Home Tech Jeffrey Epstein’s Island Visitors Exposed by Data Broker

Jeffrey Epstein’s Island Visitors Exposed by Data Broker

by Elijah
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Jeffrey Epstein's Island Visitors Exposed by Data Broker

Little is publicly known about Epstein’s activities in the decade leading up to his 2019 arrest. The majority of women who came forward to accuse the convicted pedophile in court that year say they lived in the 1990s and were attacked in the early 2000s.

Now, however, 11,279 coordinates obtained by WIRED not only show a flow of traffic to Epstein’s island property – nearly a decade after his conviction as a sex offender – but also point to as many as 166 locations in the US where Near Intelligence concludes visitors to Little St James probably lived and worked. The cache also points to cities in Ukraine, the Cayman Islands and Australia, among others.

For example, Near Intelligence tracked devices visiting Little St. James from locations in 80 cities in 26 US states and territories, with Florida, Massachusetts, Texas, Michigan and New York topping the list. The coordinates point to townhouses in gated communities in Michigan and Florida; homes in Martha’s Vineyard and Nantucket, Massachusetts; a nightclub in Miami; and the sidewalk across the street from Trump Tower on Fifth Avenue in New York City.

The coordinates also point to several Epstein properties outside Little St. James, including his 8,000-acre ranch in New Mexico and a waterfront mansion on El Brillo Way in Palm Beach, where prosecutors said in an indictment that Epstein met numerous “underage girls ‘ has trafficked for the purposes of molesting and abusing them. Near’s data is particularly lacking in locations in Europe, where citizens are protected by extensive privacy laws.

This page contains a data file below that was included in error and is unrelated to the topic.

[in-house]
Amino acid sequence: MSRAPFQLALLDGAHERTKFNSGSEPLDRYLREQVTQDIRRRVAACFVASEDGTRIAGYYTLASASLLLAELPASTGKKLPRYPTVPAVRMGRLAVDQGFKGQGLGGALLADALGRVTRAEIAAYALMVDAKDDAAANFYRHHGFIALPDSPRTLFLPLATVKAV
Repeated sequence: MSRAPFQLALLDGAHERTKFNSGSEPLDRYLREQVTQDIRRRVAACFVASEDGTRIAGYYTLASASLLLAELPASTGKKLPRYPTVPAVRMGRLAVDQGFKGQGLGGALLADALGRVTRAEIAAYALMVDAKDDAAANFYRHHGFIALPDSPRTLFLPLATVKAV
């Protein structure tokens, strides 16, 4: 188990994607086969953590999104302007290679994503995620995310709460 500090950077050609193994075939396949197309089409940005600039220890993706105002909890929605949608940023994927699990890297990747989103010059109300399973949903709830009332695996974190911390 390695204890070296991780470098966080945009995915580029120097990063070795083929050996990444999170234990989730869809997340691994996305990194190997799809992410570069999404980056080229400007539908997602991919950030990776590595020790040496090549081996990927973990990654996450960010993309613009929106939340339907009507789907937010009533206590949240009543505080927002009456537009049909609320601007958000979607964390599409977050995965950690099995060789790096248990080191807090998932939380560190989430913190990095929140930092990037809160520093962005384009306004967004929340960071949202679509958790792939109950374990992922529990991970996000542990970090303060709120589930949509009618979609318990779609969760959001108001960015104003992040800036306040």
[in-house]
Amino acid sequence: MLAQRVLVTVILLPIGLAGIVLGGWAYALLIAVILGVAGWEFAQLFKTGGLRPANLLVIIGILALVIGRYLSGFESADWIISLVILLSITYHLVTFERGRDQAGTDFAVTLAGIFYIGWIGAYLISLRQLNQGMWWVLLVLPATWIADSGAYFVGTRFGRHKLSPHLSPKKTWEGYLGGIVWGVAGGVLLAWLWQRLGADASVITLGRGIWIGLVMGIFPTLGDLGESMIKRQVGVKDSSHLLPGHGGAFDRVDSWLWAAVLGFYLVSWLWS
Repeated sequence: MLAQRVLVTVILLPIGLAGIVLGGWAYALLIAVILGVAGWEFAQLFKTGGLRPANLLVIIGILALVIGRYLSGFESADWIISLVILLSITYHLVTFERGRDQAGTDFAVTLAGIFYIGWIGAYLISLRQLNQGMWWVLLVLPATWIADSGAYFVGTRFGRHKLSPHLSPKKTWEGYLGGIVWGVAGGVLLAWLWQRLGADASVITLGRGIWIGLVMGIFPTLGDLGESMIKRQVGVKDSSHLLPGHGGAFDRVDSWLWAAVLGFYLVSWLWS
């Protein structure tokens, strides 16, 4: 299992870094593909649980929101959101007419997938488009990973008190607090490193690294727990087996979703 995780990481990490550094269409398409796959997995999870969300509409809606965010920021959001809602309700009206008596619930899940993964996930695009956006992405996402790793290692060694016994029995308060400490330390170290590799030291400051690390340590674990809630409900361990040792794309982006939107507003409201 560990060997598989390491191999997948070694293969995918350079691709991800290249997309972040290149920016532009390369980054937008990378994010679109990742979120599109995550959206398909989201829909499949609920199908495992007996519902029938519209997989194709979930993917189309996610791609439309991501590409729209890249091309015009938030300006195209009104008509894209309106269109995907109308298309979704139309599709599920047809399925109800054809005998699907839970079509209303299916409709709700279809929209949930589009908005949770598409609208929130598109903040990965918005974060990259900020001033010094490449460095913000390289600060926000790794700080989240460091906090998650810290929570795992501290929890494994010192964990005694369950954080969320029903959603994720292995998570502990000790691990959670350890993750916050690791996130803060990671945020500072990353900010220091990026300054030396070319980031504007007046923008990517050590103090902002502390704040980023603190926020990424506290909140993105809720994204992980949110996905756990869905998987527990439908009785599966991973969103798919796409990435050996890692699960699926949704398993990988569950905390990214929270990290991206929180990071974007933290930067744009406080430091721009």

Near Intelligence’s maps of Epstein’s island reveal in stark detail the precision surveillance that data brokers can achieve using loose privacy restrictions under US law. The company, which has roots in Singapore and Bengaluru, India, gets its location data from ad exchanges — companies that quietly communicate with billions of devices as users surf the web and move around the world.

Before a targeted ad appears on an app or website, phones and other devices send information about their owners to real-time bidding platforms and ad exchanges, often including users’ location data. While advertisers can use this data to inform their bidding decisions, companies like Near Intelligence will siphon, repackage, analyze and sell this data.

Various ad exchanges, according to The Wall Street Journalhave reportedly terminated agreements with Near, claiming that use of their data violated the exchanges’ terms of service.

Officially, this data is intended to be used by companies that want to determine where potential customers work and stay. But in October 2023 the log revealed that Near had once provided data to the US military through a maze of obscure marketing companies, cutouts and conduits to defense companies. Bankruptcy records reviewed by WIRED show that in April 2023, Near Intelligence signed a one-year contract with another company called nContext, a subsidiary of defense contractor Sierra Nevada.

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